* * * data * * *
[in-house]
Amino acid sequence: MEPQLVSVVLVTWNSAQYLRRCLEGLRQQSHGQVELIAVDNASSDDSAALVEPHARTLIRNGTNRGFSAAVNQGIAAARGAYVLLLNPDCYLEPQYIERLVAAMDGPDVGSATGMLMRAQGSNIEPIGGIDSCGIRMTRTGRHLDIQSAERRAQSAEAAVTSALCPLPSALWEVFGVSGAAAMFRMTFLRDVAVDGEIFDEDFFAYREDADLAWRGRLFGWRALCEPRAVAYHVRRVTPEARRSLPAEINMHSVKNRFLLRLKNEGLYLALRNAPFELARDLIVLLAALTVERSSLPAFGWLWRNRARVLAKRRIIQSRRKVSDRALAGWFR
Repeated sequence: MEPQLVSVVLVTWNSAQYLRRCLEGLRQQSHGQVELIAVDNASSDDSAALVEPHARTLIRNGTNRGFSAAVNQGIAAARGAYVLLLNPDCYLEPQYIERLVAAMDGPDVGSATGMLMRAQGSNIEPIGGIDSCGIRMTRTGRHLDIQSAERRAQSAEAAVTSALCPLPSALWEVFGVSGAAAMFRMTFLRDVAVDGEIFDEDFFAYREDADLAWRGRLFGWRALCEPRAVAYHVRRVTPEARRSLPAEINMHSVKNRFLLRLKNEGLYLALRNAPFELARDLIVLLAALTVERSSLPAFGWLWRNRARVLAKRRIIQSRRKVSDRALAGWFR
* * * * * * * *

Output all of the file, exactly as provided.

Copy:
[in-house]
Amino acid sequence: MEPQLVSVVLVTWNSAQYLRRCLEGLRQQSHGQVELIAVDNASSDDSAALVEPHARTLIRNGTNRGFSAAVNQGIAAARGAYVLLLNPDCYLEPQYIERLVAAMDGPDVGSATGMLMRAQGSNIEPIGGIDSCGIRMTRTGRHLDIQSAERRAQSAEAAVTSALCPLPSALWEVFGVSGAAAMFRMTFLRDVAVDGEIFDEDFFAYREDADLAWRGRLFGWRALCEPRAVAYHVRRVTPEARRSLPAEINMHSVKNRFLLRLKNEGLYLALRNAPFELARDLIVLLAALTVERSSLPAFGWLWRNRARVLAKRRIIQSRRKVSDRALAGWFR
Repeated sequence: MEPQLVSVVLVTWNSAQYLRRCLEGLRQQSHGQVELIAVDNASSDDSAALVEPHARTLIRNGTNRGFSAAVNQGIAAARGAYVLLLNPDCYLEPQYIERLVAAMDGPDVGSATGMLMRAQGSNIEPIGGIDSCGIRMTRTGRHLDIQSAERRAQSAEAAVTSALCPLPSALWEVFGVSGAAAMFRMTFLRDVAVDGEIFDEDFFAYREDADLAWRGRLFGWRALCEPRAVAYHVRRVTPEARRSLPAEINMHSVKNRFLLRLKNEGLYLALRNAPFELARDLIVLLAALTVERSSLPAFGWLWRNRARVLAKRRIIQSRRKVSDRALAGWFR